Flaky layered pastry,crackling with every bite, irresistibly decadent no matter what the filling is. Whether you choose cheese, minced beef, chocolate, coconut and raisins, halwa or muhallabieh, this deceivingly simple looking pastry is bound to have you hooked after the first bite.
Fateer or feteer meshaltet is an Egyptian speciality. It dates back to the time of the pharaohs when it was used as an offering for the Gods in Egyptian temples. With time, Feteer meshaltet became an Egyptian delicacy served in religious holidays,weddings and special social occasions.
Watching feteer meshaltet in the making is an experience almost as interesting as eating the end product and though it lasts for a couple of minutes at most,it is an experience you won’t soon forget.Quick, rhythmic theatrical movements, demonstrating great skill that makes the process look super easy. “Attempting the task at home will prove that it is anything but easy!”
I got to watch “the fteer show” for the first time on my honey moon in Cairo and ever since then I have been enchanted by the level of skill it takes to make the super thin layers of dough so perfectly every single time
Our Arabic flavor challenge for December was to make fteer meshaltet from scratch, Maha shared her family’s recipe with us and we were given the freedom to use any filling that we fancy.
I made the recipe twice, plain for one and filled for the other. I served the plain fteer with honey, jam, feta cheese and green olives (I know the combo sounds weird but plain fteer is usually served with salty and sweet sides). For the filled versions, I used a cheese and veggie one and a sweet version with coconut and raisins. All three variants were wonderfully decadent and addictive . My kids’ favorite was the coconut one. For me it was a toss up between the coconut and the cheese. My husband on the other hand went for the plain one. So whether you like it sweet or savory, plain or dressed up, you can play around with the recipe and adapt it to your liking
Egyptian fteer meshaltet
3 cups flour
1/2 teaspoon salt
About 1 and 1/2 cups warm water (you may need a little more or less)
1 to 2 cups melted ghee
2 cups mozzarella cheese
1/2 cup pitted chopped black olives
1/2 green or red pepper cut into slices
Coconut raisin filling
1-2 cups shredded coconut
1/2 cup raisins
1/3 cup powdered sugar
2 tablespoons cream for brushing the top
In the bowl of a stand mixer fitted with a kneading attachment (or a regular bowl if you are doing this by hand) , add the flour and salt
Slowly add the water and knead, until you get a smooth and sticky dough. This type of dough is called ajeen awees which means extra wet dough. You need the dough to be this wet to be able to stretch it later
Knead the dough for 10 minutes in your stand mixer or 15 if you are doing this by hand
Divide the dough into 4 parts, drizzle generously with melted ghee, allow to rest for an hour
On a clean surface, preferably marble drizzle some of the melted ghee and start spreading the dough with your hands gently and slowly until it is really thin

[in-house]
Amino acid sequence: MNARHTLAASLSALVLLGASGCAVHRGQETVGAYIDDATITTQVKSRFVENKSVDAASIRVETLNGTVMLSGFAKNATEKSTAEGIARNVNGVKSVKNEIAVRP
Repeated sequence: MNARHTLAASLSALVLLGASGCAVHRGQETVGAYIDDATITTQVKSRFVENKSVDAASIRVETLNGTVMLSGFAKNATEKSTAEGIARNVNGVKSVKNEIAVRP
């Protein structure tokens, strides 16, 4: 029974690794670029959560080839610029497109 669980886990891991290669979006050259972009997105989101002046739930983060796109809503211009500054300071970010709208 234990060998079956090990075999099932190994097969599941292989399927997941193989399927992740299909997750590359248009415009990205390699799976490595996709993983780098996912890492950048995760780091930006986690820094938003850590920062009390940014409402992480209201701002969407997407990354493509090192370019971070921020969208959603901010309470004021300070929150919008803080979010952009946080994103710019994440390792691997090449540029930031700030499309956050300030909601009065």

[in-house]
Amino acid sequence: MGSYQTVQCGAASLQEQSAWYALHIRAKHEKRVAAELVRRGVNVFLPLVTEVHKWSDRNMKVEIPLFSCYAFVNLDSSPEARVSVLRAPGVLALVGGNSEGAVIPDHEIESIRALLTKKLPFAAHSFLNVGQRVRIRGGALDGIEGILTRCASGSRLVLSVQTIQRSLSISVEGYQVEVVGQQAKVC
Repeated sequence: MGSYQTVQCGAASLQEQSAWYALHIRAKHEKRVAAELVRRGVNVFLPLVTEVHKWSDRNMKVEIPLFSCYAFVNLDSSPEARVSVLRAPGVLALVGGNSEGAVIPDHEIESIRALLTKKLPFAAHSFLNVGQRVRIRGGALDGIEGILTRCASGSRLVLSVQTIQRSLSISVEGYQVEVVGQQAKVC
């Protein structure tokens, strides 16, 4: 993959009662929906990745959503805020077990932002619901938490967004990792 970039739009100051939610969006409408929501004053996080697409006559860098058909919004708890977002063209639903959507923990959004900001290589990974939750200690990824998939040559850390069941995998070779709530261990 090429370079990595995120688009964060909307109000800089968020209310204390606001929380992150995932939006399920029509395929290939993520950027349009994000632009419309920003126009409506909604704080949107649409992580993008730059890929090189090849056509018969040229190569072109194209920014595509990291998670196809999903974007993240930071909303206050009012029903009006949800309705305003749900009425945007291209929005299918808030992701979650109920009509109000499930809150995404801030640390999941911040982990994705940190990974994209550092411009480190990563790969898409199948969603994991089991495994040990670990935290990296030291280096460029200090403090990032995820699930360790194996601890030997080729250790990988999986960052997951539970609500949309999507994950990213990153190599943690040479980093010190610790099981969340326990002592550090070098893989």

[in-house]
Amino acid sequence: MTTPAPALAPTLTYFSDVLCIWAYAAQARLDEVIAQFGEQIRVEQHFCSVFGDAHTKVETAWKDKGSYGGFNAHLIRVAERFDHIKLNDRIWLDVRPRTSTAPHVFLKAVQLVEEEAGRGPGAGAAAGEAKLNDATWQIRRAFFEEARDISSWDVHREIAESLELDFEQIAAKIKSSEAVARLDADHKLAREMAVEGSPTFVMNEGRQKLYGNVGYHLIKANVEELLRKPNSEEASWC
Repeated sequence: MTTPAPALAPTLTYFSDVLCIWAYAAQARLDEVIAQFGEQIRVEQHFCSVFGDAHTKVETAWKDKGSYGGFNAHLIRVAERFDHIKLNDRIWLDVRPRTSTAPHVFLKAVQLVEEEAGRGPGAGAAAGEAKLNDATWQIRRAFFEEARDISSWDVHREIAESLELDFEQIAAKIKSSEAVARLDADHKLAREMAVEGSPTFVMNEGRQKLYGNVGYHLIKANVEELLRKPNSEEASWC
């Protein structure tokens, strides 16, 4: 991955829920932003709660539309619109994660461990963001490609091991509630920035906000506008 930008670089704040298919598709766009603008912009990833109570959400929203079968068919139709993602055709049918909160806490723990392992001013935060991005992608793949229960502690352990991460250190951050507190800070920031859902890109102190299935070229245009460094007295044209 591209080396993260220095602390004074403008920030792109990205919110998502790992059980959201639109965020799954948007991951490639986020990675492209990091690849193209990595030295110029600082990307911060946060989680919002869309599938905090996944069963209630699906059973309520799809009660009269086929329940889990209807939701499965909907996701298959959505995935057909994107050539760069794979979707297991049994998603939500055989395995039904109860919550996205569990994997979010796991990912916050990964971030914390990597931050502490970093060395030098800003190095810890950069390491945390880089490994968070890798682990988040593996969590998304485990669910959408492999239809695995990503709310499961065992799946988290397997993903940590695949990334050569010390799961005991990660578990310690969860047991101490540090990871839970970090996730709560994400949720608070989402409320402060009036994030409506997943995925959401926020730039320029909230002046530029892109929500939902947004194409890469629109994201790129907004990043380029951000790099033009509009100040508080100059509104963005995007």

This simple video demonstrates the way I use to stretch the dough (feel free to try the fancy professional dough tossing the guy uses in the video above but be warned, you may find dough stuck to your hair, the ceiling or a number of other locations in your kitchen)
The result is a very thin circle of dough
The folding technique is the same as the one used in matabka recipe. The only difference is that we only use melted ghee between the folds
First fold 1/3 of the dough over the middle 1/3, spread with some melted ghee
Fold the other 1/3 over the center and brush with melted ghee
Again fold 1/3 of the dough over the middle third, brush with melted ghee then fold over the other third.
The result is a square of layered dough
Put this dough square on the side and repeat the steps with the other dough balls.
Now you should have 4 squares of folded layered dough
Each folded square can be baked into one plain fteer.
Just place the folded square into a pan and allow it to rest for 30 minutes
Gently spread the loaf to make it thinner and larger
Bake in a preheated oven (380 F or 190 C) on the central rack
You will need two squares, one below the filling and one above
Start by spreading one of the layers in your baking pan
Then top it with your favorite filling
Then place the other layer on top of it and seal the edges by pressing them together or tucking the top layer under the edges of the base
Spread some cream over the top layer to help it get a beautiful color during baking
Repeat the same steps in the coconut filling only this time use melted ghee to brush the top layer
Bake in a preheated oven (380 F or 190 C) on the central rack until the bottom is golden brown. You will notice that it will puff up during baking.When the bottom is golden turn on the broiler for a couple of minutes until the top is golden as well
The plain fteer is served with honey, jam, feta cheese and green olives (I know the combo sounds weird but plain fteer is usually served with salty and sweet sides)
The savory filled fteer is served with a cup of tea and some sliced cucumbers and tomatoes.
The sweet filled fteer is served on its own or with some cream or jam.